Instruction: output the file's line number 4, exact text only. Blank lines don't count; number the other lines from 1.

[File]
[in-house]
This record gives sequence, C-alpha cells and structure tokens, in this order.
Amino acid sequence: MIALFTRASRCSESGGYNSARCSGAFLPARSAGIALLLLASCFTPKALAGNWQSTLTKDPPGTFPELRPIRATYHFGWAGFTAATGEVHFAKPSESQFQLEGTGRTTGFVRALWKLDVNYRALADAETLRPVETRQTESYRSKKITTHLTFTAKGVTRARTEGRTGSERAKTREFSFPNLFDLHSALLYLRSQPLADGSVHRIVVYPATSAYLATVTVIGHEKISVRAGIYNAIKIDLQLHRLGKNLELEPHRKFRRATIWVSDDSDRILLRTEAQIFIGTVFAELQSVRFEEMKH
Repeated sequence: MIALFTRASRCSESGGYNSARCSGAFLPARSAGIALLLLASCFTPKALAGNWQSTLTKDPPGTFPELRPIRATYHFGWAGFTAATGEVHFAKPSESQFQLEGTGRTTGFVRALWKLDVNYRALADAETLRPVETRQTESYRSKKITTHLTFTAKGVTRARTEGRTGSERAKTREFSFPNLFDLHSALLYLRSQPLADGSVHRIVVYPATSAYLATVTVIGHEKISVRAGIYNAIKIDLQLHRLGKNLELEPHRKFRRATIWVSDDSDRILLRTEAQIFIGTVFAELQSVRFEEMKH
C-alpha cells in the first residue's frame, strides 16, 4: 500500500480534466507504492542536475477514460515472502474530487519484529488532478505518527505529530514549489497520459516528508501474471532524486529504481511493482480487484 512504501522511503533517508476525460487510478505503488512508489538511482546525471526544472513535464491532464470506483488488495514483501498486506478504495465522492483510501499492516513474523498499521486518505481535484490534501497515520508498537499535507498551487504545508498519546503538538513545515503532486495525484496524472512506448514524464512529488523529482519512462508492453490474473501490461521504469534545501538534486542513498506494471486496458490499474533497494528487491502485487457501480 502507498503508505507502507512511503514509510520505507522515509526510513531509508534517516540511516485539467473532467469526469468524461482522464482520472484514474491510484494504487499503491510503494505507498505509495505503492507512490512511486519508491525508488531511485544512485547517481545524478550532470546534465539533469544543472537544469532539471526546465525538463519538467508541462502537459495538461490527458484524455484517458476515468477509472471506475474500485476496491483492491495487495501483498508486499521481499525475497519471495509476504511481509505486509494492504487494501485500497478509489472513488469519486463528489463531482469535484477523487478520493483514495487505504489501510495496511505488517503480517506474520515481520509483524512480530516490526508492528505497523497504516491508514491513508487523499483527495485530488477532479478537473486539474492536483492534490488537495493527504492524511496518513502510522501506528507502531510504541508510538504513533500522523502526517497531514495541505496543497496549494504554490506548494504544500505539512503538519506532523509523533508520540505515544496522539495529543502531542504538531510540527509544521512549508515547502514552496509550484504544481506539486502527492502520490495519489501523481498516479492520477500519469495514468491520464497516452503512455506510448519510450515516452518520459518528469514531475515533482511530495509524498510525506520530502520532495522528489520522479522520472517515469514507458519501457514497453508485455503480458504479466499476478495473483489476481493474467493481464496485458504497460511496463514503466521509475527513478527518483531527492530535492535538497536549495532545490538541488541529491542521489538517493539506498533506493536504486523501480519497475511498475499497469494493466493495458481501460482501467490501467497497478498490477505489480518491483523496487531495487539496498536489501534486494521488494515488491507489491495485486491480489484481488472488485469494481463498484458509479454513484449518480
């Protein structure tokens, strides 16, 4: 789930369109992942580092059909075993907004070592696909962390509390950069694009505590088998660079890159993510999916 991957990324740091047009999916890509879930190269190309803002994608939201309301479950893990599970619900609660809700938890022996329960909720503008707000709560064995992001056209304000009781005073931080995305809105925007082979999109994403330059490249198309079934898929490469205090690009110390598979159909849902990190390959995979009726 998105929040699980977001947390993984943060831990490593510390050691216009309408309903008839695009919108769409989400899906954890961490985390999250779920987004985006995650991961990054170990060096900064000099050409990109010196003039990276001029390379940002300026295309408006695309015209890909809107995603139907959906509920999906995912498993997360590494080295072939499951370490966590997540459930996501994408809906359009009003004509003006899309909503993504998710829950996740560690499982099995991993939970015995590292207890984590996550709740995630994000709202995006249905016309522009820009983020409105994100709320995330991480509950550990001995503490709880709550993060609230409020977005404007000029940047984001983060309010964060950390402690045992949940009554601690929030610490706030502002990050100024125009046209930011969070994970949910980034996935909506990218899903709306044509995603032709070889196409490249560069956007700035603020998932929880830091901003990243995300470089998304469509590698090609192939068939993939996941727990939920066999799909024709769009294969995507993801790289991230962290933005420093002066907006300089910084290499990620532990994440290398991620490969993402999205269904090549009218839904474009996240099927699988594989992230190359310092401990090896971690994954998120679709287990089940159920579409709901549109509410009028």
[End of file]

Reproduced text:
Repeated sequence: MIALFTRASRCSESGGYNSARCSGAFLPARSAGIALLLLASCFTPKALAGNWQSTLTKDPPGTFPELRPIRATYHFGWAGFTAATGEVHFAKPSESQFQLEGTGRTTGFVRALWKLDVNYRALADAETLRPVETRQTESYRSKKITTHLTFTAKGVTRARTEGRTGSERAKTREFSFPNLFDLHSALLYLRSQPLADGSVHRIVVYPATSAYLATVTVIGHEKISVRAGIYNAIKIDLQLHRLGKNLELEPHRKFRRATIWVSDDSDRILLRTEAQIFIGTVFAELQSVRFEEMKH